22 Dec 2011
The 2011 Dakar Rally wasn't just the wildest, most extreme endurance automobile race of the year - it was also the "greenest" in the event's history, with solar powered electricity, recycling and biodegradable tableware.
The upcoming Dakar Rally returns to Chile, Peru and Argentina next month, and its environmental commitment is even stronger this year, aided by the support of local environmental authorities.
Commitment to the environment
Competitors sign an environmental charter before taking part in the race - an event that organizers say is "driven by a collective passion for wide open spaces and exceptional natural sites."
The motley crew of motorcycles, trucks, buggies and cars must meet the environmental standards of government authorities and a newly-instituted set of Rally-wide guidelines.
The Rally will continue its tradition of off-setting its carbon footprint by supporting the Madre de Dios project, which fights against the deforestation of the Peruvian Amazon rainforest. About US $40,000 will be contributed to Madre de Dios through competitors' registration fees, and the organizers donate another US$ 200,000.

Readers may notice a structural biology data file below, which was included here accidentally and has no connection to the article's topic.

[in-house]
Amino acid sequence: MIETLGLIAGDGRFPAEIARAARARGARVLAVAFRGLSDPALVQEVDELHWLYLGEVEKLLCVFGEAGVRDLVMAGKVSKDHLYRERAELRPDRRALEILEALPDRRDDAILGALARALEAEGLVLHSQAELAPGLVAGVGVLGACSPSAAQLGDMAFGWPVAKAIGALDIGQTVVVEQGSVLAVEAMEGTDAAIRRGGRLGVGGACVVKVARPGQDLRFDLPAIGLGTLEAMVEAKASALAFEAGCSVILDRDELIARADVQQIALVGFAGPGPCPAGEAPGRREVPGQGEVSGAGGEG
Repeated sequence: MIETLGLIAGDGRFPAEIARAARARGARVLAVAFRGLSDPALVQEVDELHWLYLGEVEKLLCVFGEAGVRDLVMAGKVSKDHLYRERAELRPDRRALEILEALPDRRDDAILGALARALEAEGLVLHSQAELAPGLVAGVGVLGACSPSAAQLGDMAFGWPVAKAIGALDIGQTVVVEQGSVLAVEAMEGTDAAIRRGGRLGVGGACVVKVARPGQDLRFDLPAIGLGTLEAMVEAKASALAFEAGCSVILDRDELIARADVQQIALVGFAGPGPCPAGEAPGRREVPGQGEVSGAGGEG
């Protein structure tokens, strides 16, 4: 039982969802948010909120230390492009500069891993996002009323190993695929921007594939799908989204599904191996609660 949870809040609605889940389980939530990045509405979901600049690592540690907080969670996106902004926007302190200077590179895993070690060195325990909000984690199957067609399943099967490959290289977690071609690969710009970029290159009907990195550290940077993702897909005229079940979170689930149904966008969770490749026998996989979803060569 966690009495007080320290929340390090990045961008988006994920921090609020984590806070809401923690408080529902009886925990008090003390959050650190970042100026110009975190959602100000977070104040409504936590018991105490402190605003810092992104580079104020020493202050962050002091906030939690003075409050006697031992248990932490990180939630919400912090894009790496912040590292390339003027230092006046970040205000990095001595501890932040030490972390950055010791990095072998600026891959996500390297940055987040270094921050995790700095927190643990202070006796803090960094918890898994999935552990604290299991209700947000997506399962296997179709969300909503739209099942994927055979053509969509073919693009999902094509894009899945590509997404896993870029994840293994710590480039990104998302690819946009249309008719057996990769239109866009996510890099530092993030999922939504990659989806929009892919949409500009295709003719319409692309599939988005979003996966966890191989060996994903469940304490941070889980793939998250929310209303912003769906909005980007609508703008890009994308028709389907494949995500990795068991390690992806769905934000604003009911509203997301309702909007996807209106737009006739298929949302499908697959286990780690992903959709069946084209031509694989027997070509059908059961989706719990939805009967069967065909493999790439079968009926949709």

The 2012 race marks the first entry of an electric battery-powered race car, designed and built by Team Latvia. Organizers encourage vehicles to use renewable energy, and the competition includes a special category for alternative energy vehicles.
Even the racecourse itself is designed with an eye to the environment, with special attention paid to the delicate ecosystem and cultural heritage of northern Chile's Atacama Desert. The Atacama is the world's driest desert, home to some of humankind's best preserved mummies as well as the site of the rare and beautiful natural phenomenon known as "the flowering desert."
In Chile, race organizers met with the Council of National Monuments, the Ministry of the Environment, the National Forestry Corporation and the National Corporation for Indigenous Development.